Barry v. Shell Oil Company et al, No. 2:2015cv00004 - Document 154 (D. Alaska 2018)

Court Description: ORDER granting in part and denying in part 142 Motion in Limine. Signed by Judge John W. Sedwick on 5/22/18. (GMM, CHAMBERS STAFF)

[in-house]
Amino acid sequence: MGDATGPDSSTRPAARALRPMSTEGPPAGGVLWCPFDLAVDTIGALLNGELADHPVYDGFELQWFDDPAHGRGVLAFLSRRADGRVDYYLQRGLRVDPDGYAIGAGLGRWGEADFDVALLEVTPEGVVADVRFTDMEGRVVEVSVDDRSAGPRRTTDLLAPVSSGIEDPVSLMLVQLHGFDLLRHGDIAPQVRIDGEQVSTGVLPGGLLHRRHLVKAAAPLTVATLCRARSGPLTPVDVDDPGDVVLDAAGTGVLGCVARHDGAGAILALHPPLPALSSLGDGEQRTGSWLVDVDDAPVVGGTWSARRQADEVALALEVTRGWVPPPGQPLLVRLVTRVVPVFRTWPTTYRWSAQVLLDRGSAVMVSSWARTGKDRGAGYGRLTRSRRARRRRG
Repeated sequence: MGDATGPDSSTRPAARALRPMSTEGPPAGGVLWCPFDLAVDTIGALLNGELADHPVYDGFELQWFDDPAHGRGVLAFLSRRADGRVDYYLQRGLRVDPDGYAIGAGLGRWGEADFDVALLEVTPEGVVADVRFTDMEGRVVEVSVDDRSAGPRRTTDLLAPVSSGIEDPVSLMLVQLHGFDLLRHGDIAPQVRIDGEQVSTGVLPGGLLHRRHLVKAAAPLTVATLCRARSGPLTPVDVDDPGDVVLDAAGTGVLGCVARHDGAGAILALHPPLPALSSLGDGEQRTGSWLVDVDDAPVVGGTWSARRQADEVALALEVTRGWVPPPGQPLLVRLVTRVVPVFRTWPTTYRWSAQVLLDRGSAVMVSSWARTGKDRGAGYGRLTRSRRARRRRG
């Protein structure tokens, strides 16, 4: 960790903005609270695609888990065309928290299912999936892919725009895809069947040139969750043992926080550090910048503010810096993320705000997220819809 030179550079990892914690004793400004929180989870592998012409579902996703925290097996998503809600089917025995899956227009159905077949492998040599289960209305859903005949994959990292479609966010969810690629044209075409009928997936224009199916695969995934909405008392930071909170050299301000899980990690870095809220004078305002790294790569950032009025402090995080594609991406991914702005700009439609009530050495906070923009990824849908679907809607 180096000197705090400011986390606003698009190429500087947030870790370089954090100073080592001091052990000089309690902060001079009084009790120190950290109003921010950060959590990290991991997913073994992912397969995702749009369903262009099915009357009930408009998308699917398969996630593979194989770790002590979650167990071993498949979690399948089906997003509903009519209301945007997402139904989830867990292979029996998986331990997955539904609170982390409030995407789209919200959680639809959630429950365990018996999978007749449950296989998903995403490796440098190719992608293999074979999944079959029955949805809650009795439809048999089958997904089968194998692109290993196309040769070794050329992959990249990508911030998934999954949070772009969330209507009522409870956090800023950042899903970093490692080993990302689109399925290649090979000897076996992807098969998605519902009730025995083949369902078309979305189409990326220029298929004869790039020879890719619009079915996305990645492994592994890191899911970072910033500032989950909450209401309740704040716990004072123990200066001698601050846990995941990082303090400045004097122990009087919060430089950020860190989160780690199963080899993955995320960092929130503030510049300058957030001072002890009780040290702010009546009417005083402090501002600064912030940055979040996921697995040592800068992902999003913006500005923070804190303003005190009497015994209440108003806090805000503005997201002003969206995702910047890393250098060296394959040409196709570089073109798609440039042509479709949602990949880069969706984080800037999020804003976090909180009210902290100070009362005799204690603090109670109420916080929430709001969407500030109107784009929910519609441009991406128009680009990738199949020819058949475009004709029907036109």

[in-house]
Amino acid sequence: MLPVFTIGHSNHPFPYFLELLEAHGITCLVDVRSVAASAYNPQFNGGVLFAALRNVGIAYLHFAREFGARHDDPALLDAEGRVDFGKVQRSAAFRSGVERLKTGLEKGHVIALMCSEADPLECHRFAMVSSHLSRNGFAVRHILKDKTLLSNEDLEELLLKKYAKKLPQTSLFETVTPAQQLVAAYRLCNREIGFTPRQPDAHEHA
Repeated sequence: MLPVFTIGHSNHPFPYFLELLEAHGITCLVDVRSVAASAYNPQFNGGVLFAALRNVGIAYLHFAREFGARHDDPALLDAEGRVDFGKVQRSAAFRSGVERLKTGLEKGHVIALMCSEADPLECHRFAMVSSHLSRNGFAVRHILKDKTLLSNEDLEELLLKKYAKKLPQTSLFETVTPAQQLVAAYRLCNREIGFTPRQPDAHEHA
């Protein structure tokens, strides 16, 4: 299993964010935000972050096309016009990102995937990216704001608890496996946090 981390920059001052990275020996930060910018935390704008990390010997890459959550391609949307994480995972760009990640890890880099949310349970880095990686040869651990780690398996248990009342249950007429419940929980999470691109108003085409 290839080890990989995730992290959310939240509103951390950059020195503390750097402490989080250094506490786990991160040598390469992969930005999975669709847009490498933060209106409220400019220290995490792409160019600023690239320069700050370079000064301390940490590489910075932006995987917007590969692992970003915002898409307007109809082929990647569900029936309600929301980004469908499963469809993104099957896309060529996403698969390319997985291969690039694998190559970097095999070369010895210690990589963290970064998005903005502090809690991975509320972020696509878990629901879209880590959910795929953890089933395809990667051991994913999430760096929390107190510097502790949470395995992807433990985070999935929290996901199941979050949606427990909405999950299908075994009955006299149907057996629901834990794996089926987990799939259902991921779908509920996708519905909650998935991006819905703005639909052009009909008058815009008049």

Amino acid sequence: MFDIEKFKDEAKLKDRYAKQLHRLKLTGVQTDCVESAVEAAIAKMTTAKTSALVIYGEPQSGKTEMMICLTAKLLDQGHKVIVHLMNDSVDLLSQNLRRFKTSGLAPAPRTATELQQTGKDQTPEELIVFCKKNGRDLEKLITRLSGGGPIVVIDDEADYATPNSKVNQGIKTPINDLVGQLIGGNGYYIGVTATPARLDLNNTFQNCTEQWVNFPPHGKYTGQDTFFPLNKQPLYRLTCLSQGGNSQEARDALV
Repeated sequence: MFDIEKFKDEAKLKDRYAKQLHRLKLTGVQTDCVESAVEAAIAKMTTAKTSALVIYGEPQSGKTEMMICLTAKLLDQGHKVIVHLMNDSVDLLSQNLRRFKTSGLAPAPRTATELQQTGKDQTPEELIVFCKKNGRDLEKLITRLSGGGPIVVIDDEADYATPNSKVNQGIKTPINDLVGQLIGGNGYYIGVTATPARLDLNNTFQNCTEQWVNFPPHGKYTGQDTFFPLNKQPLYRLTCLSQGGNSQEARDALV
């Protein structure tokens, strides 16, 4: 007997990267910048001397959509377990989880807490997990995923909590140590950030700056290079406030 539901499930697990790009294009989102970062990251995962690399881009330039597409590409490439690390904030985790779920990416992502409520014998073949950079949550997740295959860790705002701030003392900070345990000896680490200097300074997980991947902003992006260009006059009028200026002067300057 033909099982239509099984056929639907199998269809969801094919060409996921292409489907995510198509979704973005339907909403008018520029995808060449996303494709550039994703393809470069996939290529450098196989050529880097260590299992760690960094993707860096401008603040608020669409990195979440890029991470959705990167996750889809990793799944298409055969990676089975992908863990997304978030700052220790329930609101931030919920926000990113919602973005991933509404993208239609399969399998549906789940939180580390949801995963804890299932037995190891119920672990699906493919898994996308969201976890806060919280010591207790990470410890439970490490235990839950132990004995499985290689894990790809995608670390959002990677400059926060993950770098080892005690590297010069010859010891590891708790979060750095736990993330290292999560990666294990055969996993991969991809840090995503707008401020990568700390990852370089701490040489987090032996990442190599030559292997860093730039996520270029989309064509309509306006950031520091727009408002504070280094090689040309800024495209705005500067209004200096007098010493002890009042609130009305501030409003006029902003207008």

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Barry v. Shell Oil Company et al Doc. 154 1 2 3 UNITED STATES DISTRICT COURT 4 DISTRICT OF ALASKA 5 6 Blane Barry, ) ) ) ) ) ) ) ) 7 Plaintiff, 8 9 10 11 vs. Shell Oil Company, et al., Defendants. 2:15-cv-004 JWS ORDER AND OPINION [Re: Motion at docket 142] ) ) 12 13 I. MOTION PRESENTED 14 15 At docket 142 plaintiff Blane Barry (“Barry”) filed a motion asking the court to exclude certain evidence. Barry supported the motion with a memorandum filed at 16 docket 143. Defendant Arctia Offshore, Ltd, (“Arctia”) responded at docket 145. 17 Defendants Shell Oil Company and Shell Offshore, Inc. (jointly “Shell”) responded at 18 docket 147. Defendant Safety Management Systems, LLC (“SMS”) responded at 19 docket 149 by adopting the arguments and authorities advanced by Arctia and Shell. 20 Barry did not file a reply. 21 22 23 24 Oral argument was not requested and would not be of assistance to the court. The motion is ripe for decision. II. BACKGROUND Barry claims to have suffered a personal injury while working as a rigger employed by EPS Cargo Handlers (“EPS”), a subcontractor working aboard the M/V 25 NORDICA. The vessel is an ice-breaker owned by Arctia and supplied to Shell 26 Offshore, Inc. (“Shell Offshore”) pursuant to a Master Time Charter. Shell Offshore 27 entered a contract with SMS to provide a safety representative aboard the NORDICA. 28 1 Barry’s complaint alleges that he suffered serious back and neck injuries while 2 lifting a cable aboard the vessel in August of 2012. Barry seeks damages for lost 3 earnings, lost earning capacity, past and future medical expenses, physical and 4 5 emotional pain, and the loss of enjoyment of life. The court earlier denied SMS’ motion for summary judgment concluding that there were unresolved factual issues concerning the duty and responsibility of SMS’ safety representative Joshua Wyatt and concerning 6 the duty and responsibilities of SMS in its relationship with Shell Offshore. 7 8 9 III. DISCUSSION This court agrees with the Mississippi district court which wrote: “The purpose of motions in limine is not to re-iterate matters which are set forth elsewhere in the Rules 10 of Civil Procedure or Rules of Evidence, but, rather, to identify specific issues which are 11 likely to arise at trial, and which, due to their complexity or potentially prejudicial nature, 12 13 14 are best addressed in the context of a motion in limine.”1 A party making a motion in limine has the burden of showing that specific evidence is inadmissible.2 With the preceding principles in mind, the court turns to consideration of Barry’s motion. Barry’s remarkably broad requests seek to exclude evidence falling into 15 nineteen categories. The first category is evidence of settlement negotiations including 16 settlement offers made by Barry. Such evidence is excluded by operation of Fed. R. 17 Evid. 408.3 Unsurprisingly, no defendant contends that such evidence is admissible. 18 The court will exclude such evidence, but notes that this request was unnecessary. 19 20 The second category consists of evidence relating to Barry’s receipt of benefits from health insurance, disability insurance and the like. The well-known collateral source rule forecloses introduction of such evidence to limit or reduce a defendant’s 21 22 liability to pay damages. Defendants do not argue otherwise, but Arctia points out that evidence of collateral payments might, in appropriate circumstances, be admitted for 23 24 25 26 27 28 1 Magette v. BL Dev, Corp., 2011WL 2134578, at *4 (N.D. Miss. May 27, 2011). 2 Ashike v. Mullen Crane and Transp. Inc., 2014 WL 3640735, at * 6 (D. Utah July 23, 2014); Asbury v. MNT, Inc., 2013 WL 12143046 (D. N.M. Dec. 19, 2013). 3 The exceptions identified in subsection (b) of the rule are inapplicable here. -2- 1 other purposes such as to show malingering4 or to refute a claim of destitution. Shell 2 argues that inquiry might be appropriate to test Barry’s credibility as it relates to the 3 interplay between his maintenance payments and his disability benefits. Such an 4 5 inquiry likely would not survive Rule 403 analysis. The court will apply the collateral source rule at trial. This does not foreclose a defendant making application to introduce some evidence of collateral sources if the defendant can establish outside the jury’s 6 7 presence that the evidence should be allowed for a specific purpose other than reducing damages to be paid by a defendant. If evidence were admitted for such a 8 purpose, it would require an appropriate limiting instruction to be sure the jury would not 9 use the evidence to reduce a defendant’s damages liability. 10 11 12 13 14 Barry’s third and fourth categories overlap. Each concerns testimony by persons not timely identified pursuant to Fed. R. Civ. P. 26 and in responses to Barry’s discovery requests. Defendants do not address this topic. Suffice it to say that this court always insists that any witness who is to testify at trial must, among other things, have been timely identified. Categories five and six seek exclusion of documents or tangible things not timely 15 produced or disclosed pursuant to Fed. R. Civ. P. 26 or during the discovery process. 16 All that need be said is that this court does not adm it such evidence. 17 18 19 20 21 Categories seven, eight, and nine address exclusion of expert testimony from persons not disclosed to Barry as experts or who offer testimony falling outside the opinions disclosed to him. The court will enforce the applicable rules by excluding testimony whose introduction would contravene the rules. The tenth category embraces any reference to crimes committed by “Plaintiff or his expert witnesses, relatives, agents, employees, attorneys or representatives.”5 22 Evidence of a crime or other bad act demonstrating a witness’ character traits may not 23 be admitted to show that on any given occasion the witness acted in accordance with 24 25 26 4 27 5 28 Maharaj v. Cal. Bank & Trust, 288 F.R.D. 458, 461 (E.D. Cal. 2013). Doc. 143 at p. 4. -3- 1 such character traits.6 However, subject to a Rule 403 evaluation, evidence of all 2 felony convictions and misdemeanor convictions of crimes having an element of 3 dishonesty or false statement must be admitted when offered to attack the character of 4 5 a witness for truthfulness.7 Barry has not presented evidence with respect to any of his criminal convictions which would allow the court to perform an analysis under Rule 403. The analysis cannot be performed in a vacuum; Barry will have to make specific 6 Rule 403 objections at trial with respect to evidence offered as to any conviction. 7 The eleventh category represents by far the broadest request for exclusion of 8 evidence this court has seen in more than 25 years on the bench. Barry’s blunderbuss 9 request fails to identify specific issues in a factual context which would allow proper 10 analysis. This request is necessarily denied, but without prejudice to specific and 11 precise objections which Barry may raise at trial. It may be added that defendants are 12 13 likely to seek to introduce evidence of Barry’s use of illicit drugs, evidence which might survive an objection from Barry. Before making an objection to such evidence, Barry’s counsel should carefully consider the discussion of this topic in Shell’s response. 8 14 The twelfth category concerns evidence relating to Barry’s past and current 15 domestic situation. Again, Barry fails to provide a factual context sufficient to allow 16 analysis determining which specific evidence might be excluded. This request must be 17 denied, but without prejudice to properly focused objections which might be raised at 18 trial. 19 20 21 The thirteenth category relates to evidence showing Barry failed to report income or file income tax returns with the Internal Revenue Service. Barry argues that such evidence is irrelevant and should be excluded under Rule 403 or 404. The request lacks merit. Barry claims loss of income and income earning capacity. His prior 22 earnings history is relevant, and prior income tax returns or their absence provides one 23 basis for gauging earning capacity. The probative value of this evidence is substantial, 24 25 6 Fed. R. Evid. 404. 26 7 27 8 28 Fed. R. Evid. 609. Doc. 147 at pp. 6-8. -4- 1 and it is not substantially outweighed by the danger of unfair prejudice to Barry. 2 Exclusion based on Rule 403 is not appropriate. Rule 404 is inapposite: T he evidence 3 would be offered as proof relevant to his earning capacity, not his character. Category fourteen relates to evidence showing how the outcome in this litigation 4 5 might affect insurance premiums. Such evidence is outside the scope of relevant evidence defined by Rule 401. If presented, it would be excluded. This category is 6 7 premised on an unrealistic assumption about the conduct of competent defense counsel. It does not warrant a motion in limine. 8 9 Category fifteen relates to argument implying that defendants’ conduct must be the sole cause of Barry’s damages in order for defendants to be liable. Such argument 10 is inconsistent with the law, and would not be permitted at trial. This issue is another 11 that does not warrant a motion in limine. Category sixteen relates to any argument that courts are overburdened because 12 13 14 of too many lawsuits. Unsurprisingly, defendants do not respond. No competent defense lawyer would make such an argument. Were an incompetent lawyer to do so, this court would prohibit it. This category does not warrant a motion in limine. 15 Category seventeen concerns references to the ability of people in general to 16 make up claims to litigate and that Barry’s own claims are “frivolous” or “without merit.”9 17 This category is too broad. A contention that people in general make up lawsuits is 18 irrelevant and would be excluded. A contention that Barry’s claims lack merit is clearly 19 20 proper. Indeed, the very purpose of the trial will be to determine if his claims have merit. Category 18 relates to surveillance of Barry which was not disclosed in 21 22 discovery. Defendants do not respond. In any event, the court will exclude references to surveillance which should have been, but was not, disclosed in discovery. 23 Category nineteen is really a request that the court order the parties to approach 24 the bench for a side-bar before offering any evidence that might be subject to objection. 25 Suffice it to say that this court almost never permits traditional side-bars. Instead, this 26 27 28 9 Doc. 143 at p. 6. -5- 1 court requires the parties to confer about any evidence which might require a side-bar 2 and raise the matter with the court in the morning prior to the time the jury is expected 3 to be in the courtroom, during either the mid-morning or mid-afternoon recess, during 4 5 the lunch recess, or after the jury has left for the day. This approach conserves the jurors’ time and eliminates the possibility of juror speculation about what is going on in side-bars. 6 7 8 9 IV. CONCLUSION The motion at docket 142 is granted in part and denied in part consistent with the preceding discussion. DATED this 22nd day of May 2018. 10 11 12 /s/ JOHN W. SEDWICK SENIOR JUDGE, UNITED STATES DISTRICT COURT 13 14 15 16 17 18 19 20 21 22 23 24 25 26 27 28 -6-